After doing numerous television guest appearances, Wilson eventually got her own series on NBC, The Nancy Wilson Show (1967–1968), that won an Emmy in 1975.
In 1982 she recorded with Hank Jones and the Great Jazz Trio. In that same year she recorded with Griffith Park Band whose members included Chick Corea and Joe Henderson. In 1987 she participated in a PBS show entitled Newport Jazz ‘87 as the singer of a jazz trio with John Williams and Roy McCurdy.
In 1982 she also signed with CBS, her albums here including The Two Of Us (1984),
In the early 1990s, Nancy recorded an album paying tribute to Johnny Mercer with co-producer Barry Manilow entitled With My Lover Beside Me. In this decade she also recorded two other albums, Love, Nancy and her sixtieth album If I had it My Way.

In 1995, Nancy Wilson performed at the New Orleans Jazz and Heritage Festival and the San Francisco Jazz Festival in 1997. In 1999, Wilson hosted a show in honor of Ella Fitzgerald entitled Forever Ella on the A & E network.

All the proceeds from 2001's A Nancy Wilson Christmas, went to support the work of MCG Jazz.Wilson was the host on NPR's Jazz Profiles, from 1996 to 2005. This series profiled the legends and legacy of jazz through music, interviews and commentary. Wilson and the program were the recipients of the George Foster Peabody Award in 2001.

Wilson's second and third album with MCG Jazz, R.S.V.P. (Rare Songs, Very Personal) (2005), and Turned to Blue (2007), both won the Grammy Award for Best Jazz Vocal Album.

Wilson married her first husband, drummer Kenny Dennis, in 1960. In 1963, their son, Kenneth (Kacy) Dennis, Jr., was born, and by 1970, they divorced. That same year, she married Presbyterian minister, Reverend Wiley Burton. She gave birth to Samantha Burton in 1975 and Sheryl Burton in 1976. As a result of her marriage, she abstained from performing in various venues, such as supper clubs. In this decade, she focused on her family, relocating to Pioneertown, California to raise her children in a rural setting.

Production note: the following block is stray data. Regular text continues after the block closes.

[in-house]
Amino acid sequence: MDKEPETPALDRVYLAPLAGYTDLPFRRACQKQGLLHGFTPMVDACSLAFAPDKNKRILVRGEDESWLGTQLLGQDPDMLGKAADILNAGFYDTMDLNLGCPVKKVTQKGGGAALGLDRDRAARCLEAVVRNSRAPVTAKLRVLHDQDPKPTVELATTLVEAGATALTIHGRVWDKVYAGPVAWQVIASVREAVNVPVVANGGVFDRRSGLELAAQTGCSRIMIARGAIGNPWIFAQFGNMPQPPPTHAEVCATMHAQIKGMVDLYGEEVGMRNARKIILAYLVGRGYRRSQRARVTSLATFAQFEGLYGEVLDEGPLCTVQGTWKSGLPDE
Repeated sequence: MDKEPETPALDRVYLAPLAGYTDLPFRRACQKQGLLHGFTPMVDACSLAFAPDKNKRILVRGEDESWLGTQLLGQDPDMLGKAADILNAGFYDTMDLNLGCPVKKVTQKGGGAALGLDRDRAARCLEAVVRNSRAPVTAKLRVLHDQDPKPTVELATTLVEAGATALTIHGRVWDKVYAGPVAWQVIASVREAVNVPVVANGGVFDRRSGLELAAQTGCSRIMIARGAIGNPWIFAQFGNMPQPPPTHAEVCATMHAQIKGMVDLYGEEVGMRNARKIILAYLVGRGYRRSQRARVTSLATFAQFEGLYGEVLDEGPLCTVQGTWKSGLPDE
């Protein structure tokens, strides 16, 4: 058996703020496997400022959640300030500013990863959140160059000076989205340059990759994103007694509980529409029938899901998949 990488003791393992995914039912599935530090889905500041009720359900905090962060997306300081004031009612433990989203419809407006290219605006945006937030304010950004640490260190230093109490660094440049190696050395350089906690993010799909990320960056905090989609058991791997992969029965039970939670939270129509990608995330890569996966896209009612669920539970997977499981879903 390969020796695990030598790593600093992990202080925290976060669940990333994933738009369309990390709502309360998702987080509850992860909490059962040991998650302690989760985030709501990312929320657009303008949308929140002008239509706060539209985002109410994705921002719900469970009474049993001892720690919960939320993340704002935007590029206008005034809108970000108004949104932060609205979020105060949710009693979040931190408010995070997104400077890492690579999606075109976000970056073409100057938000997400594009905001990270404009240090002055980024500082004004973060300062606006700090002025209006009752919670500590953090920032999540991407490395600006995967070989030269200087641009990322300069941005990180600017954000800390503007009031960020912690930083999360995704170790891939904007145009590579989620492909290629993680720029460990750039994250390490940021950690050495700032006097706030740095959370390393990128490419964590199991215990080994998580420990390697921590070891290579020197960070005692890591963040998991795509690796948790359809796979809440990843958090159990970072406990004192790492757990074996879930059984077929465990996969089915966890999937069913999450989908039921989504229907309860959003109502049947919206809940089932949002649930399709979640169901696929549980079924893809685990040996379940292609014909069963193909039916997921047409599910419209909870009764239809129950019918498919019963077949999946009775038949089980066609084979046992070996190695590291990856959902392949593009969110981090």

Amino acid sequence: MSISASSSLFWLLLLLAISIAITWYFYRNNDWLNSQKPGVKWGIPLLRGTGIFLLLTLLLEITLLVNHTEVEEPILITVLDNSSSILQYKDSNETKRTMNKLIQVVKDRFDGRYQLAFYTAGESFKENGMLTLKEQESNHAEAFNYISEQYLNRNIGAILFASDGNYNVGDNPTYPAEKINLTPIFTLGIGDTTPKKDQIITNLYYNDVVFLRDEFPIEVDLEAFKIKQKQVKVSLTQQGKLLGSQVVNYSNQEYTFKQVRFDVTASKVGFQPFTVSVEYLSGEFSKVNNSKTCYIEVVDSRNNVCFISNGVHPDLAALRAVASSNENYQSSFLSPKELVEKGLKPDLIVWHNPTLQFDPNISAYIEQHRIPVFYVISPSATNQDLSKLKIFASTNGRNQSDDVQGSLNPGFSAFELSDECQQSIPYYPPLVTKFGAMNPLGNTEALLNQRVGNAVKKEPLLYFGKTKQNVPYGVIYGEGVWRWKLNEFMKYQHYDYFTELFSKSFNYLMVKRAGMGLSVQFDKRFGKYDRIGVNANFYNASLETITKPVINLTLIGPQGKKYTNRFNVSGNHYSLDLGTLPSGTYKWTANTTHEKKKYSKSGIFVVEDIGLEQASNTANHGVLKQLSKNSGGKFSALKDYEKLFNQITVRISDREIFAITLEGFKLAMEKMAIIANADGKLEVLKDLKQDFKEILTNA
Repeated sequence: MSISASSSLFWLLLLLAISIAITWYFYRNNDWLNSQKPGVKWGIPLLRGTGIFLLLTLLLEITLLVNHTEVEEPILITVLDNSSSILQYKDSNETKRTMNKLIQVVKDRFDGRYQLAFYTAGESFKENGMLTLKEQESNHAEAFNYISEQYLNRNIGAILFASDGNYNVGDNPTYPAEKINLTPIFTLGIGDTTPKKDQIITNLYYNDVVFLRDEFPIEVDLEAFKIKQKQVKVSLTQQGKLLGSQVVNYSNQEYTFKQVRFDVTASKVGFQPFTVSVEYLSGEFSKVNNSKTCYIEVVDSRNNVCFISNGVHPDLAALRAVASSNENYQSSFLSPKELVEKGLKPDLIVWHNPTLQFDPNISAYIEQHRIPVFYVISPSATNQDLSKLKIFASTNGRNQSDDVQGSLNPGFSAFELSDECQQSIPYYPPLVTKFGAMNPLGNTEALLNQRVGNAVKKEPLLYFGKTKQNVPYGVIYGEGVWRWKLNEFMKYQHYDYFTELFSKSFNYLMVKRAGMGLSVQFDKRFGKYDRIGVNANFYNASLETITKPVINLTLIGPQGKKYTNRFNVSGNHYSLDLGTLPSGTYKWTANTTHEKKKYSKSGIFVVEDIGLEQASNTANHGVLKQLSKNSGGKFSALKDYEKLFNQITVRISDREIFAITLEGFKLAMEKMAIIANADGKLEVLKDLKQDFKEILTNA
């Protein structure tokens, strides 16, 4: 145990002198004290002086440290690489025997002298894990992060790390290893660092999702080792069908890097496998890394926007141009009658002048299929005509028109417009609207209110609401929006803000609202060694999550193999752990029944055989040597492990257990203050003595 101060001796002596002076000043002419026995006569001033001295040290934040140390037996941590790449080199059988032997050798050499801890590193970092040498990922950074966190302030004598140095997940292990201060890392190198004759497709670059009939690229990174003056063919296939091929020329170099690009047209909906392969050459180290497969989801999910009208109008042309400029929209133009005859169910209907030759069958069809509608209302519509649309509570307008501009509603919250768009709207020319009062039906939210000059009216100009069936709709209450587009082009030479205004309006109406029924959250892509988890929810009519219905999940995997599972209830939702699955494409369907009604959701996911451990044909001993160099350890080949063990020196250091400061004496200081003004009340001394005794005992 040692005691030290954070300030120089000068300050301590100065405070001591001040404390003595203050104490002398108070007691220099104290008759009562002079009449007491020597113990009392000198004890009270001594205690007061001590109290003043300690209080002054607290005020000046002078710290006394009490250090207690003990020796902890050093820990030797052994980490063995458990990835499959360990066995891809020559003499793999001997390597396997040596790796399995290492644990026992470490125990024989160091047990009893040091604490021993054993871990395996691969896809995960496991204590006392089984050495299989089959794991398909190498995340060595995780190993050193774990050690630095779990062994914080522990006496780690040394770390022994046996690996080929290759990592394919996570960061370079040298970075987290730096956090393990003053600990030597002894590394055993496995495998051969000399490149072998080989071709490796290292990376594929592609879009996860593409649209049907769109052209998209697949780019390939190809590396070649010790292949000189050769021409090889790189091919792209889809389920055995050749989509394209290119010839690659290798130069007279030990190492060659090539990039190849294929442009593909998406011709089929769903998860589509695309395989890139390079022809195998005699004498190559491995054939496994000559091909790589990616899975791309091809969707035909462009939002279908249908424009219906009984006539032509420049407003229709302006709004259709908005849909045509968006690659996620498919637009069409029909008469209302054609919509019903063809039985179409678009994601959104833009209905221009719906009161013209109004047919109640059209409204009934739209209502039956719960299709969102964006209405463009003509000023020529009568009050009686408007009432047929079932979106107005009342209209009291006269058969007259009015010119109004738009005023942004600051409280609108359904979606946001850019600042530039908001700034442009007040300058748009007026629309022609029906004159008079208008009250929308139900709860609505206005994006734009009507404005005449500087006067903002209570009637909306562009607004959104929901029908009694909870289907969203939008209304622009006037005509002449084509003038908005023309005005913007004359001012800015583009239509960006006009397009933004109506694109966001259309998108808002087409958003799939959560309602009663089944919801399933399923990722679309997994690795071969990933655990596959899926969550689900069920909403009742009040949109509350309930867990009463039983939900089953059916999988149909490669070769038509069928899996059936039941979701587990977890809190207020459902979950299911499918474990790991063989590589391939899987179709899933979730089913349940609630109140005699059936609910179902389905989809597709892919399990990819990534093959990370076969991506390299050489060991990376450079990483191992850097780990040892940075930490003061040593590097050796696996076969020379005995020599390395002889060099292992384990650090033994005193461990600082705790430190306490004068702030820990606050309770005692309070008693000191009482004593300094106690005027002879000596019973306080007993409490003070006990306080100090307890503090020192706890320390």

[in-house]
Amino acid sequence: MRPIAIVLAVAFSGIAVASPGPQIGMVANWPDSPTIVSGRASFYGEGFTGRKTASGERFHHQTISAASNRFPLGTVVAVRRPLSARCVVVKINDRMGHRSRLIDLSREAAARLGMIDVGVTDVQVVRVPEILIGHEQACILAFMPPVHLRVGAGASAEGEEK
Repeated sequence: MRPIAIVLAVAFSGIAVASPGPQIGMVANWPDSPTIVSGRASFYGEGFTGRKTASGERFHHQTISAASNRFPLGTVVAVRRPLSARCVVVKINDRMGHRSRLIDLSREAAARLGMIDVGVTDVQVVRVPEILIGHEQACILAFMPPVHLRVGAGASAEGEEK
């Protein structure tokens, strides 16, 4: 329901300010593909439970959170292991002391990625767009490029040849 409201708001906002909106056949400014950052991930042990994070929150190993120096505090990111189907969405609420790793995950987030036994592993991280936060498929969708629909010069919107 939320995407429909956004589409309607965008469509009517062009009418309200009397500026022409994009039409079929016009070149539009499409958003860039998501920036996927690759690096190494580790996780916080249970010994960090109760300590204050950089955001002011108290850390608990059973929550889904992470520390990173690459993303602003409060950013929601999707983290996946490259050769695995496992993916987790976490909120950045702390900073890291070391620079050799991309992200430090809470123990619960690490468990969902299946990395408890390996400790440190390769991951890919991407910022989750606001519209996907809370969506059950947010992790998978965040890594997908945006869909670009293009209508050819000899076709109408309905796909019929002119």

For the following two decades, she successfully juggled her personal life and her career. In November 1998, both of her parents died: she calls this year the most difficult of her life. In August 2006, Wilson was hospitalized with anemia and potassium deficiency, and was on I.V. sustenance while undergoing a complete battery of tests. She was unable to attend the UNCF Evening of Stars Tribute to Aretha Franklin and had to cancel an engagement. All of her other engagements were on hold, pending doctors’ reports for that month. In March 2008, she was hospitalized for lung complications, recovered and claimed to be doing well.In the same year, her husband, Wiley Burton, died after suffering from renal cancer.